Is reducing your malpractice coverage worth the risk?

Let's face it. Even if you're among the lucky majority whose liability insurance costs have remained relatively stable in recent years, carrying malpractice coverage is incredibly expensive. In states that don't expressly require physicians to carry malpractice insurance, physicians have a number of options to drop or reduce coverage, thus saving money and potentially becoming less attractive to plaintiff's attorneys seeking deep pockets.

Of course, with the statistical likelihood of a physician facing a malpractice suit nearly inevitable at 95 percent, no coverage-reduction strategies is without risk. A recent article from Medscape Today lays out the pros and cons of the following tactics used by some physicians:

  • Going bare. Some states, as an alternative to requiring physicians to carry a minimum level of medical liability insurance, allow physicians to secure a letter of credit (often for $500,000), almost always backed by a physician's personal assets, as well as his or her personal guarantee. In the event of a malpractice suit, all of this is on the line to come out of the physician's own pocket.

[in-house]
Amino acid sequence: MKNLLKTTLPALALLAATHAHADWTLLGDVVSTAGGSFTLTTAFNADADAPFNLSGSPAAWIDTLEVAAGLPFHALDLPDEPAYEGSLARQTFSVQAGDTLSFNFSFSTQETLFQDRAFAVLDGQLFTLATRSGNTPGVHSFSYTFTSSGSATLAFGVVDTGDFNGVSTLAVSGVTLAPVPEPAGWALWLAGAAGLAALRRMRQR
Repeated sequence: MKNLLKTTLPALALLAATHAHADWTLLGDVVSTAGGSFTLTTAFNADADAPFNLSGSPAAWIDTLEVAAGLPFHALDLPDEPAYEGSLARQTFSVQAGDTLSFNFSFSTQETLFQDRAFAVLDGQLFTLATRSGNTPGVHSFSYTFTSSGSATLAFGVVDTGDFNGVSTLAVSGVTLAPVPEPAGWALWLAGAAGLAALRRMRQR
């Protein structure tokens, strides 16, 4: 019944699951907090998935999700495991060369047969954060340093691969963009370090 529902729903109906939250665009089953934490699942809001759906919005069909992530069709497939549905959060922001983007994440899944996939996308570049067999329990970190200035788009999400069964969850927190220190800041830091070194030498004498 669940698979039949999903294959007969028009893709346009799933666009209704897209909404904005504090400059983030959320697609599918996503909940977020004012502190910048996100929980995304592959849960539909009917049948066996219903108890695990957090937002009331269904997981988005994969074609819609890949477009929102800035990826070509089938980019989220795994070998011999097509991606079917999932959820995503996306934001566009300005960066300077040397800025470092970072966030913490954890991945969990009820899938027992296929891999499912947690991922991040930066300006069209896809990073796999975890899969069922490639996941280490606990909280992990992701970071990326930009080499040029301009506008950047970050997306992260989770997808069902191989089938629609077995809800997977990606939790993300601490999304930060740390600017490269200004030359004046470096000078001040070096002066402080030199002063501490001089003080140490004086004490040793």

• Self-insurance. 'Self-insurance' is supposed to mean that, instead of paying premiums to an insurance company to reap coverage in the event of a claim, a physician builds this pot of money independently. It should not be code for, "I have no professional liability insurance, so don't bother suing me." Nonetheless, some physicians go so far as to post signs in their offices notifying patients of as much, potentially putting a strain on the relationship while offering no real protection from a claim of medical negligence.
  • Defense-only coverage. These policies cover the defense of a malpractice suit only, but do not provide any coverage for a payout. Such a ruling could lead to a lien on assets or wage garnishment.

To learn more:
- read the article in Medscape Today